There seems to have been a huge number of applications for federal high speed rail funds; over $100 Billion so far. Therefore, the House has decided to up the pot of money from $8 Billion to $12 Billion. See below for more:
House passes increase for housing, high-speed rail
By ANDREW TAYLOR (AP) – 5 days ago
WASHINGTON — The Democratic-dominated House Thursday approved generous funding for housing subsidies for the poor and President Barack Obama’s initiative to build high-speed railroads as it passed a $123.1 billion transportation and housing bill.
The measure, approved 256-168, provides a 13 percent increase in total funding for the programs it covers, including $4 billion for Obama’s high-speed rail initiative, which was launched in February with an $8 billion infusion from the economic stimulus bill. Obama had only sought $1 billion in additional money for high-speed and other intercity rail lines.
The earlier $8 billion appropriation has generated a “huge demand” of more than $100 billion in projects submitted by more than 40 states, said Rep. John Olver, D-Mass., the main author of the bill. “We must keep this momentum going,” Olver said.
Meanwhile, US Secretary of Transportation Ray LaHood said Ohio has a fair shot at some of the money:
Competition is steep for rail stimulus money
Friday, July 24, 2009 2:28 PM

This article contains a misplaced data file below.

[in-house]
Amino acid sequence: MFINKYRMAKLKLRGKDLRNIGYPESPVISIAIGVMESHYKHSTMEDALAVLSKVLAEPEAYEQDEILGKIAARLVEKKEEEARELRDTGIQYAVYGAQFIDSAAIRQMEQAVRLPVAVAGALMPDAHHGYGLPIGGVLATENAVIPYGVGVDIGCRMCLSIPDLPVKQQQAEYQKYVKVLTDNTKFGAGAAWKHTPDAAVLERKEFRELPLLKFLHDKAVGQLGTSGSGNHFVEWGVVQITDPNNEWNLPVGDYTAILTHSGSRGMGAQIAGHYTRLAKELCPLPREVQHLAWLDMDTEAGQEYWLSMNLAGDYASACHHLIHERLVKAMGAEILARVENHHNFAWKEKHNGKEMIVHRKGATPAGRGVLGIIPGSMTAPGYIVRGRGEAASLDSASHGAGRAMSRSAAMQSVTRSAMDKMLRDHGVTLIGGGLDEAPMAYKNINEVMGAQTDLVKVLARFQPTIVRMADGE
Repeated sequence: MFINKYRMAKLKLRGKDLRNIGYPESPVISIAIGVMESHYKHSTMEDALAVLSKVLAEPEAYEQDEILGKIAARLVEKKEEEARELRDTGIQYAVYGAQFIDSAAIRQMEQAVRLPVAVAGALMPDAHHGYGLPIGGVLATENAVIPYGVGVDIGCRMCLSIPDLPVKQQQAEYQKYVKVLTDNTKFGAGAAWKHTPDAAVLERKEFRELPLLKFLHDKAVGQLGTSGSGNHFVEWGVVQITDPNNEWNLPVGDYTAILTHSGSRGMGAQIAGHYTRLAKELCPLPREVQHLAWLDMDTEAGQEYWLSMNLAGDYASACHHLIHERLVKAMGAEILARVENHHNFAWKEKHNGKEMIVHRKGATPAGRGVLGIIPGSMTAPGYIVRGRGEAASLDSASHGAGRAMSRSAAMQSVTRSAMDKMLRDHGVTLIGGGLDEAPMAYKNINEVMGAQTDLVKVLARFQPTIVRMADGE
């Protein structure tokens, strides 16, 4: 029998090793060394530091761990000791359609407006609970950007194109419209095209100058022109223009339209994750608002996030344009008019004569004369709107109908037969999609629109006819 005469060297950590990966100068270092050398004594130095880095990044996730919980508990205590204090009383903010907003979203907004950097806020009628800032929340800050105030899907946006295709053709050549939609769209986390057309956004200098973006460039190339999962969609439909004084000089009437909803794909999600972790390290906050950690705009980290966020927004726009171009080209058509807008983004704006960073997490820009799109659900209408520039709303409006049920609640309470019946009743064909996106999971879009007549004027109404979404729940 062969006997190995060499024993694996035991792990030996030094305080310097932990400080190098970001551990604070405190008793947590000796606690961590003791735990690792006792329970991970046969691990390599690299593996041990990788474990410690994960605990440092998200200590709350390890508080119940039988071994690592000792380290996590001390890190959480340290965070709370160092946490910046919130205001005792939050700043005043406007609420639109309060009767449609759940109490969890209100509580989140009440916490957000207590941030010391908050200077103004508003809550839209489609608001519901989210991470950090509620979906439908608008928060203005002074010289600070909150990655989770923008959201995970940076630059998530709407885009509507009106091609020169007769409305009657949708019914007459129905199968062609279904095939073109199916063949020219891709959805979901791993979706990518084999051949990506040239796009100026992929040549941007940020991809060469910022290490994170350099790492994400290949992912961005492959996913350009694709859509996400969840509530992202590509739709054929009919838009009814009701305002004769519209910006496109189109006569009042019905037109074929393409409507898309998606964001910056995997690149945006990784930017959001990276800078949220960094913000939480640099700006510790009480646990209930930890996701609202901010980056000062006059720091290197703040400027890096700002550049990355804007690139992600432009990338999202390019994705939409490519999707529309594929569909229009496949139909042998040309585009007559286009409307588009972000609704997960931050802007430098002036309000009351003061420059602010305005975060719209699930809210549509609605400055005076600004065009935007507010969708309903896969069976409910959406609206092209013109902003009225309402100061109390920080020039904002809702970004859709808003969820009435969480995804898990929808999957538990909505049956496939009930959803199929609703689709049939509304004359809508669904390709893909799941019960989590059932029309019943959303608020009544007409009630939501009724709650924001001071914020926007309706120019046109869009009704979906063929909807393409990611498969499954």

By Jonathan Riskind
The Columbus Dispatch
WASHINGTON – Ohio should have a “strong application” to win federal stimulus dollars for high-speed rail, but also faces strong competition nationally for the money, says Secretary of Transportation Ray LaHood.
LaHood said in an interview today that he has spoken “extensively” with Gov. Ted Strickland on at least two occasions about the state’s desire to link Columbus, Cincinnati, Cleveland and Dayton with a passenger line heading to Chicago as part of a Midwest rail corridor.
“We will give it good consideration,” LaHood said of Ohio’s application to connect its largest cities via trains that eventually would go 110 mph for $1.53 billion, or via slower trains of up to 79 mph for up to $400 million.
Still, California and states in the Northeast are among other applicants across the country seeking large shares of an $8 billion high-speed rail stimulus pot, so there is “lots of competition,” LaHood said.